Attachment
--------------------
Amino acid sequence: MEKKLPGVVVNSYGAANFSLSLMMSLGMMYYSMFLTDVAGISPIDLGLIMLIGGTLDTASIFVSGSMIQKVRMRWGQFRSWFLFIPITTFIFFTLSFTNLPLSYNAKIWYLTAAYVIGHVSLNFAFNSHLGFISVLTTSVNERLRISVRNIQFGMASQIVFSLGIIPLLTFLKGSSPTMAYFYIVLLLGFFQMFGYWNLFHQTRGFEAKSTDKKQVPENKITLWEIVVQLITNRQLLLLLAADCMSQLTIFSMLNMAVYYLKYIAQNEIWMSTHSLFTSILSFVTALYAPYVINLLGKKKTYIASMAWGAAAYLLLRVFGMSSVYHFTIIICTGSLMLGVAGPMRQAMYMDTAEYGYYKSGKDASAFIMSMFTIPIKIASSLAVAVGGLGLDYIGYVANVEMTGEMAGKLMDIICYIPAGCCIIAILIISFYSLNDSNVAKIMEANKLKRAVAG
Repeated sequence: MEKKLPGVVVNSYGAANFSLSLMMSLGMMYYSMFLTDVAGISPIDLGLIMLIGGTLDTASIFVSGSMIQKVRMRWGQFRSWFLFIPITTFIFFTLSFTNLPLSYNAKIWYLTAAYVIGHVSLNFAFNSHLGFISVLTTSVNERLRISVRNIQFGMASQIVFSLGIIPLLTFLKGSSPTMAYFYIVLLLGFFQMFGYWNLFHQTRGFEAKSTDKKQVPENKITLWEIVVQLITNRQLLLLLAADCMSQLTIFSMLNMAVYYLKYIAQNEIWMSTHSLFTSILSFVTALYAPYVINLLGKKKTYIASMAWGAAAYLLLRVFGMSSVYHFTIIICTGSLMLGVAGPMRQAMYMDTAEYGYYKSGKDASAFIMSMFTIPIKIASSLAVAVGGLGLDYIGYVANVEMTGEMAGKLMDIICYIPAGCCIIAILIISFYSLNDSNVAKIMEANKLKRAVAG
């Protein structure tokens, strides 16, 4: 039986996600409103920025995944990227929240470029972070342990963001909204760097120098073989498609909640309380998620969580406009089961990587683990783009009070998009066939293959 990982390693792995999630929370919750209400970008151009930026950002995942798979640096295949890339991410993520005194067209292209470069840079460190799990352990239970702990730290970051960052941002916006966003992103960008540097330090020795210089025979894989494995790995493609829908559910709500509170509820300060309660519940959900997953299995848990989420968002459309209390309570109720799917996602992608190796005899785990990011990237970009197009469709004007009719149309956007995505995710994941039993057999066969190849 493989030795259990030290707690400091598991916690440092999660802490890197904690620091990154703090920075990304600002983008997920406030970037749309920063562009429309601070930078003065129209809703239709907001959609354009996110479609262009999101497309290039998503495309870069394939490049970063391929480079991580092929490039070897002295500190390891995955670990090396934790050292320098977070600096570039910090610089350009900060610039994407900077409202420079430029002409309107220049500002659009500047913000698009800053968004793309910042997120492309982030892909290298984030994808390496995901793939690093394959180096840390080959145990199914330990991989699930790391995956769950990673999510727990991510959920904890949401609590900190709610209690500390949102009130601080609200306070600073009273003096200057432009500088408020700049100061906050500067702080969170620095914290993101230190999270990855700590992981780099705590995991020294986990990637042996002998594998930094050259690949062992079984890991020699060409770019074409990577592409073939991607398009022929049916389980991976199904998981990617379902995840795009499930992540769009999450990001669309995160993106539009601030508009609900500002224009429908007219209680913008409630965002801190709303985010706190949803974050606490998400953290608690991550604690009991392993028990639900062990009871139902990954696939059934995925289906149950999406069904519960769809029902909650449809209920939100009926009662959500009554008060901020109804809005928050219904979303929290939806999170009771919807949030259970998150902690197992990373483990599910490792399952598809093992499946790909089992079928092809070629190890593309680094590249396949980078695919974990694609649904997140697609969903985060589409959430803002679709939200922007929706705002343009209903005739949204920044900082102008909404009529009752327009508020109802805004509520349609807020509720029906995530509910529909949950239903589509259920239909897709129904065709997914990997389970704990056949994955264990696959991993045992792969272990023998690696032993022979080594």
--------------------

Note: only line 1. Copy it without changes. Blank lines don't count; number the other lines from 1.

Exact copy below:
Amino acid sequence: MEKKLPGVVVNSYGAANFSLSLMMSLGMMYYSMFLTDVAGISPIDLGLIMLIGGTLDTASIFVSGSMIQKVRMRWGQFRSWFLFIPITTFIFFTLSFTNLPLSYNAKIWYLTAAYVIGHVSLNFAFNSHLGFISVLTTSVNERLRISVRNIQFGMASQIVFSLGIIPLLTFLKGSSPTMAYFYIVLLLGFFQMFGYWNLFHQTRGFEAKSTDKKQVPENKITLWEIVVQLITNRQLLLLLAADCMSQLTIFSMLNMAVYYLKYIAQNEIWMSTHSLFTSILSFVTALYAPYVINLLGKKKTYIASMAWGAAAYLLLRVFGMSSVYHFTIIICTGSLMLGVAGPMRQAMYMDTAEYGYYKSGKDASAFIMSMFTIPIKIASSLAVAVGGLGLDYIGYVANVEMTGEMAGKLMDIICYIPAGCCIIAILIISFYSLNDSNVAKIMEANKLKRAVAG